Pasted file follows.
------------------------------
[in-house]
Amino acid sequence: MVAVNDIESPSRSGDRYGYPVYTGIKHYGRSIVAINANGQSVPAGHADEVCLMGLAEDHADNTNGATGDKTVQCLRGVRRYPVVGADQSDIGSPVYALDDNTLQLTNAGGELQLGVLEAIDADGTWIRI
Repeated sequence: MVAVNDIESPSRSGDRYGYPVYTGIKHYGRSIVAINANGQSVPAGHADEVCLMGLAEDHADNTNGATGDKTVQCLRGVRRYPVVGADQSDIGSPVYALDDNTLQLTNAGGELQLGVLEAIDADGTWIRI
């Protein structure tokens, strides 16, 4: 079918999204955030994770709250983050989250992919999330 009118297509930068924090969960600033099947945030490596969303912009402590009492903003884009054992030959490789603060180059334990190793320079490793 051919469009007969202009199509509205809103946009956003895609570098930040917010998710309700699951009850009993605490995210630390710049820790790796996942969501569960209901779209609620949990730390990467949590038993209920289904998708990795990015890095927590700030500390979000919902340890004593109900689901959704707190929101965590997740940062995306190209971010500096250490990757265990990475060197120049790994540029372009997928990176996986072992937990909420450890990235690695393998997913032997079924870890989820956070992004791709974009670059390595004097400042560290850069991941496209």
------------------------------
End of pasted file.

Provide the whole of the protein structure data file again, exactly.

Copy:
[in-house]
Amino acid sequence: MVAVNDIESPSRSGDRYGYPVYTGIKHYGRSIVAINANGQSVPAGHADEVCLMGLAEDHADNTNGATGDKTVQCLRGVRRYPVVGADQSDIGSPVYALDDNTLQLTNAGGELQLGVLEAIDADGTWIRI
Repeated sequence: MVAVNDIESPSRSGDRYGYPVYTGIKHYGRSIVAINANGQSVPAGHADEVCLMGLAEDHADNTNGATGDKTVQCLRGVRRYPVVGADQSDIGSPVYALDDNTLQLTNAGGELQLGVLEAIDADGTWIRI
């Protein structure tokens, strides 16, 4: 079918999204955030994770709250983050989250992919999330 009118297509930068924090969960600033099947945030490596969303912009402590009492903003884009054992030959490789603060180059334990190793320079490793 051919469009007969202009199509509205809103946009956003895609570098930040917010998710309700699951009850009993605490995210630390710049820790790796996942969501569960209901779209609620949990730390990467949590038993209920289904998708990795990015890095927590700030500390979000919902340890004593109900689901959704707190929101965590997740940062995306190209971010500096250490990757265990990475060197120049790994540029372009997928990176996986072992937990909420450890990235690695393998997913032997079924870890989820956070992004791709974009670059390595004097400042560290850069991941496209």